I am just learning MATLAB and I find it hard to understand the performance factors of loops vs vectorized functions.
In my previous question: Nested for loops extremely slow in MATLAB (preallocated) I realized that using a vectorized function vs. 4 nested loops made a 7x times difference in running time.
In that example instead of looping through all dimensions of a 4 dimensional array and calculating median for each vector, it was much cleaner and faster to just call median(stack, n) where n meant the working dimension of the median function.
But median is just a very easy example and I was just lucky that it had this dimension parameter implemented.
My question is that how do you write a function yourself which works as efficiently as one which has this dimension range implemented?
For example you have a function
my_median_1D which only works on a 1-D vector and returns a number.
How do you write a function
my_median_nD which acts like MATLAB's median, by taking an n-dimensional array and a "working dimension" parameter?
I found the code for calculating median in higher dimensions
% In all other cases, use linear indexing to determine exact location % of medians. Use linear indices to extract medians, then reshape at % end to appropriate size. cumSize = cumprod(s); total = cumSize(end); % Equivalent to NUMEL(x) numMedians = total / nCompare; numConseq = cumSize(dim - 1); % Number of consecutive indices increment = cumSize(dim); % Gap between runs of indices ixMedians = 1; y = repmat(x(1),numMedians,1); % Preallocate appropriate type % Nested FOR loop tracks down medians by their indices. for seqIndex = 1:increment:total for consIndex = half*numConseq:(half+1)*numConseq-1 absIndex = seqIndex + consIndex; y(ixMedians) = x(absIndex); ixMedians = ixMedians + 1; end end % Average in second value if n is even if 2*half == nCompare ixMedians = 1; for seqIndex = 1:increment:total for consIndex = (half-1)*numConseq:half*numConseq-1 absIndex = seqIndex + consIndex; y(ixMedians) = meanof(x(absIndex),y(ixMedians)); ixMedians = ixMedians + 1; end end end % Check last indices for NaN ixMedians = 1; for seqIndex = 1:increment:total for consIndex = (nCompare-1)*numConseq:nCompare*numConseq-1 absIndex = seqIndex + consIndex; if isnan(x(absIndex)) y(ixMedians) = NaN; end ixMedians = ixMedians + 1; end end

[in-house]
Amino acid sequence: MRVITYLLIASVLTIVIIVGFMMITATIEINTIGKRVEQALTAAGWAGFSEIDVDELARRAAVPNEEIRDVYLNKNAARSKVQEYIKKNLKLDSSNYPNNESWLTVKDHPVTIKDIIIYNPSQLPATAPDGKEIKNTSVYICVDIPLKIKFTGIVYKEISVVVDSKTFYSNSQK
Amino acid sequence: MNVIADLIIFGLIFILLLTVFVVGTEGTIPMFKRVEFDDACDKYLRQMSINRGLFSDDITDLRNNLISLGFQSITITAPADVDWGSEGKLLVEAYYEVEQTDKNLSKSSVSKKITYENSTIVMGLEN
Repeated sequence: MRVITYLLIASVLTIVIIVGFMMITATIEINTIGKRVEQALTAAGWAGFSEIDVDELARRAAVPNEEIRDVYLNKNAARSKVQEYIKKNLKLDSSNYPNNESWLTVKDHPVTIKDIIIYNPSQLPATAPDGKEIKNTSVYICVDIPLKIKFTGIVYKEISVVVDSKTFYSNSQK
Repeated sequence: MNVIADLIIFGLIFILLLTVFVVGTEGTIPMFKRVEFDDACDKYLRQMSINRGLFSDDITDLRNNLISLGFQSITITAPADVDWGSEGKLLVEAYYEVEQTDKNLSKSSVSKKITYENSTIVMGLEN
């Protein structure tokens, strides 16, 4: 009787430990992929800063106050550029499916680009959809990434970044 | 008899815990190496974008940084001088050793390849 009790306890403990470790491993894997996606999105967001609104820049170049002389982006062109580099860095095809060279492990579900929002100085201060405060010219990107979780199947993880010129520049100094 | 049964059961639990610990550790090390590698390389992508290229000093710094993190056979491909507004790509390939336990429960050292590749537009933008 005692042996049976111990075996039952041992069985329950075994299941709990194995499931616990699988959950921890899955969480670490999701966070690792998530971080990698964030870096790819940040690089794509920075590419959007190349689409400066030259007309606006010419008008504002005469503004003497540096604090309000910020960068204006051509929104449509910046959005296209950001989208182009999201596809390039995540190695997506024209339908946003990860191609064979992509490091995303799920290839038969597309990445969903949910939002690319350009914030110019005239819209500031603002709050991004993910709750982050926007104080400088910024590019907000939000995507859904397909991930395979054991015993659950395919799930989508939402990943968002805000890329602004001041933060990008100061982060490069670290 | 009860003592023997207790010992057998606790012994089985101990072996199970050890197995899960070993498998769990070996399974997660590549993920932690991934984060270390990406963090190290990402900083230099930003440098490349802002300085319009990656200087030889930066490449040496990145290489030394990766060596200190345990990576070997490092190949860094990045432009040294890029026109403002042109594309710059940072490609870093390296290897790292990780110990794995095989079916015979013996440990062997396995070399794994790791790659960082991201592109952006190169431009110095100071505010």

Could you explain to me that why is this code so effective compared to the simple nested loops? It has nested loops just like the other function.
I don't understand how could it be 7x times faster and also, that why is it so complicated.
I realized that using median was not a good example as it is a complicated function itself requiring sorting of the array or other neat tricks. I re-did the tests with mean instead and the results are even more crazy: 19 seconds vs 0.12 seconds. It means that the built in way for sum is 160 times faster than the nested loops.
It is really hard for me to understand how can an industry leading language have such an extreme performance difference based on the programming style, but I see the points mentioned in the answers below.